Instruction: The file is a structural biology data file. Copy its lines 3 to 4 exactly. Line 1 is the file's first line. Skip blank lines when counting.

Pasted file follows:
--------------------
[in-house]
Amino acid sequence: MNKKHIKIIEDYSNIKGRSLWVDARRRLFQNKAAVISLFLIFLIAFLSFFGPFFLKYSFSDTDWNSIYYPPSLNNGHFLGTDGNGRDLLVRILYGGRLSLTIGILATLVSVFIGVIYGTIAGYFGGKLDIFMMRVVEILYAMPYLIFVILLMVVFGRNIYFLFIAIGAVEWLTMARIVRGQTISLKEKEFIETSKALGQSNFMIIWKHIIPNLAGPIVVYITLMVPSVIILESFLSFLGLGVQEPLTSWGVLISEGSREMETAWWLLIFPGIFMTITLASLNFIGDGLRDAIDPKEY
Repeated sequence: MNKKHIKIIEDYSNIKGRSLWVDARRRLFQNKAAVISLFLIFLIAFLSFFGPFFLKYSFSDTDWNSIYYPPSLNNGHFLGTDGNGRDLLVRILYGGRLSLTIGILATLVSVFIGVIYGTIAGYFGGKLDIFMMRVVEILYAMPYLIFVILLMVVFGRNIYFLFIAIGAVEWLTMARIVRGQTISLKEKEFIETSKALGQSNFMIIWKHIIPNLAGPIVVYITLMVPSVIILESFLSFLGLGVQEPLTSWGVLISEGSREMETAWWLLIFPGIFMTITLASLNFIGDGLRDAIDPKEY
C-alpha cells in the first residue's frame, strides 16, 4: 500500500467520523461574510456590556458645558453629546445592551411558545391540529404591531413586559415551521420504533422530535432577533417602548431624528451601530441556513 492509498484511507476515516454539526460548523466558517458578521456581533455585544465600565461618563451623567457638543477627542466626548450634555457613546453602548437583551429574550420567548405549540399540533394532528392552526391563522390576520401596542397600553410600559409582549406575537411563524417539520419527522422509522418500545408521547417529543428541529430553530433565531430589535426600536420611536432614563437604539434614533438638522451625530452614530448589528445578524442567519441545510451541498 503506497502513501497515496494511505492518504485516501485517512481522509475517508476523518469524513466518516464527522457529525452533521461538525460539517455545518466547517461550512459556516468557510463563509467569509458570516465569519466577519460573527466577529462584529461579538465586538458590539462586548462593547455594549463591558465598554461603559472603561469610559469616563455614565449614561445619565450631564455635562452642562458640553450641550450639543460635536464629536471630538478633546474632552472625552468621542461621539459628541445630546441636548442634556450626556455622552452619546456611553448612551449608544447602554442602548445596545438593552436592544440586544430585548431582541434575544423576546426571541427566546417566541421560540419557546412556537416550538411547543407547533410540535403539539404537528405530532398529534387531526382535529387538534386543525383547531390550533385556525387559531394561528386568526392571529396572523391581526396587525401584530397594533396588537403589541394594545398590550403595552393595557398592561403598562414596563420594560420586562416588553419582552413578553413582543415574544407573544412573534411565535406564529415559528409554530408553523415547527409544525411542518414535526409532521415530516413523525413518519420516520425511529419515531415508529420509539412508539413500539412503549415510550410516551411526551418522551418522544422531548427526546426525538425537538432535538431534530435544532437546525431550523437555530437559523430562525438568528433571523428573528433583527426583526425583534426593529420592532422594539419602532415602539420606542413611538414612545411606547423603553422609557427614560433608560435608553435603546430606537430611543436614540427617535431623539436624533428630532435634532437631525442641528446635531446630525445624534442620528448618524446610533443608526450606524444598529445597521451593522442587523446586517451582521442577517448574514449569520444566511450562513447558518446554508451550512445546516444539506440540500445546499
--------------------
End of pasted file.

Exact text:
Repeated sequence: MNKKHIKIIEDYSNIKGRSLWVDARRRLFQNKAAVISLFLIFLIAFLSFFGPFFLKYSFSDTDWNSIYYPPSLNNGHFLGTDGNGRDLLVRILYGGRLSLTIGILATLVSVFIGVIYGTIAGYFGGKLDIFMMRVVEILYAMPYLIFVILLMVVFGRNIYFLFIAIGAVEWLTMARIVRGQTISLKEKEFIETSKALGQSNFMIIWKHIIPNLAGPIVVYITLMVPSVIILESFLSFLGLGVQEPLTSWGVLISEGSREMETAWWLLIFPGIFMTITLASLNFIGDGLRDAIDPKEY
C-alpha cells in the first residue's frame, strides 16, 4: 500500500467520523461574510456590556458645558453629546445592551411558545391540529404591531413586559415551521420504533422530535432577533417602548431624528451601530441556513 492509498484511507476515516454539526460548523466558517458578521456581533455585544465600565461618563451623567457638543477627542466626548450634555457613546453602548437583551429574550420567548405549540399540533394532528392552526391563522390576520401596542397600553410600559409582549406575537411563524417539520419527522422509522418500545408521547417529543428541529430553530433565531430589535426600536420611536432614563437604539434614533438638522451625530452614530448589528445578524442567519441545510451541498 503506497502513501497515496494511505492518504485516501485517512481522509475517508476523518469524513466518516464527522457529525452533521461538525460539517455545518466547517461550512459556516468557510463563509467569509458570516465569519466577519460573527466577529462584529461579538465586538458590539462586548462593547455594549463591558465598554461603559472603561469610559469616563455614565449614561445619565450631564455635562452642562458640553450641550450639543460635536464629536471630538478633546474632552472625552468621542461621539459628541445630546441636548442634556450626556455622552452619546456611553448612551449608544447602554442602548445596545438593552436592544440586544430585548431582541434575544423576546426571541427566546417566541421560540419557546412556537416550538411547543407547533410540535403539539404537528405530532398529534387531526382535529387538534386543525383547531390550533385556525387559531394561528386568526392571529396572523391581526396587525401584530397594533396588537403589541394594545398590550403595552393595557398592561403598562414596563420594560420586562416588553419582552413578553413582543415574544407573544412573534411565535406564529415559528409554530408553523415547527409544525411542518414535526409532521415530516413523525413518519420516520425511529419515531415508529420509539412508539413500539412503549415510550410516551411526551418522551418522544422531548427526546426525538425537538432535538431534530435544532437546525431550523437555530437559523430562525438568528433571523428573528433583527426583526425583534426593529420592532422594539419602532415602539420606542413611538414612545411606547423603553422609557427614560433608560435608553435603546430606537430611543436614540427617535431623539436624533428630532435634532437631525442641528446635531446630525445624534442620528448618524446610533443608526450606524444598529445597521451593522442587523446586517451582521442577517448574514449569520444566511450562513447558518446554508451550512445546516444539506440540500445546499